A subspace is a vector space that is entirely contained within another vector space. As a subspace is defined relative to its containing space, both are necessary to fully define one; for example, is a subspace of , but also of , , etc.
The concept of a subspace is prevalent throughout abstract algebra; for instance, many of the common examples of a vector space are constructed as subspaces of . Subspaces are also useful in analyzing properties of linear transformations, as in the study of fundamental subspaces and the fundamental theorem of linear algebra.
Let be a vector space. is said to be a subspace of if is a subset of and the following hold:
It can be shown that these two conditions are sufficient to ensure is itself a vector space, as it inherits much of the structure present in and thus satisfies the remaining conditions on a vector space.
All vector spaces have at least two subspaces: the subspace consisting entirely of the 0 vector, and the "subspace" itself. These are called the trivial subspaces and rarely have independent significance.
The simplest way to generate a subspace is to restrict a given vector space by some rule. For instance, consider the set of complex vectors such that
Of course, the set of satisfying this property is a subset of , by the definition of "complex vector". Thus, if it can be shown that this is in fact a vector space, a subspace of would be established.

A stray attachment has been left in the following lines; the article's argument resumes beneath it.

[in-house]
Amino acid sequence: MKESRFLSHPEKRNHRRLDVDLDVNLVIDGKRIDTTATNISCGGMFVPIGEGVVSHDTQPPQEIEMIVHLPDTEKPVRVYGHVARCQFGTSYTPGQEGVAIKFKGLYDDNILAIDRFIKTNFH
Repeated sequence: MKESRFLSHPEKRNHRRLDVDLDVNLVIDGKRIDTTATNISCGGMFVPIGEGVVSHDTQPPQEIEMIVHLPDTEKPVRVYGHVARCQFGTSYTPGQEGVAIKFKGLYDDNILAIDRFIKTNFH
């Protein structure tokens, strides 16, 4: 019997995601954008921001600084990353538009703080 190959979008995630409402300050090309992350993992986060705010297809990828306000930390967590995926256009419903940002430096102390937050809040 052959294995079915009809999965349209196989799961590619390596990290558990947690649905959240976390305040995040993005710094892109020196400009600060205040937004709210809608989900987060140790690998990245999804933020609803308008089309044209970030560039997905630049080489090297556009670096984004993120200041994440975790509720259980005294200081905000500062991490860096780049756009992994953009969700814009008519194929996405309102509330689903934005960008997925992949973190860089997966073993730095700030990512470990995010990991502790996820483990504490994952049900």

To show this, both conditions from the previous section have to be verified. But fortunately this is straightforward:
If , then by definition. Hence and so .
Similarly, if and , then so as desired.
Thus is a subspace of .
Not all subsets form subspaces however. For example, consider the set of complex vectors satisfying
This is not a subspace as any subspace must inherit the zero vector of its parent, but . This can also be seen from the above conditions:
but is not in .
Main article: Fundamental subspaces
The column space is defined as the vector space whose basis consists of the columns of . This is clearly a vector space since its basis is explicitly defined, but it is possible that this basis is redundant (contains linearly dependent vectors). In this case a smaller basis can be assigned, and the dimension of the smallest possible basis is called the rank of . A famous theorem -- which is part of the fundamental theorem of linear algebra -- states that the dimension of the column space is the same as the dimension of the row space (which is defined analogously as the vector space whose basis consists of the rows of ).
The nullspace (or kernel) is defined as the set of vectors for which . Unlike the column space, it is not immediately evident that this forms a vector space, but it is straightforward to show:
If (where is the nullspace of ), then by definition. Then so .
Similarly, , so for any scalar .
This establishes that the nullspace is a vector space as well.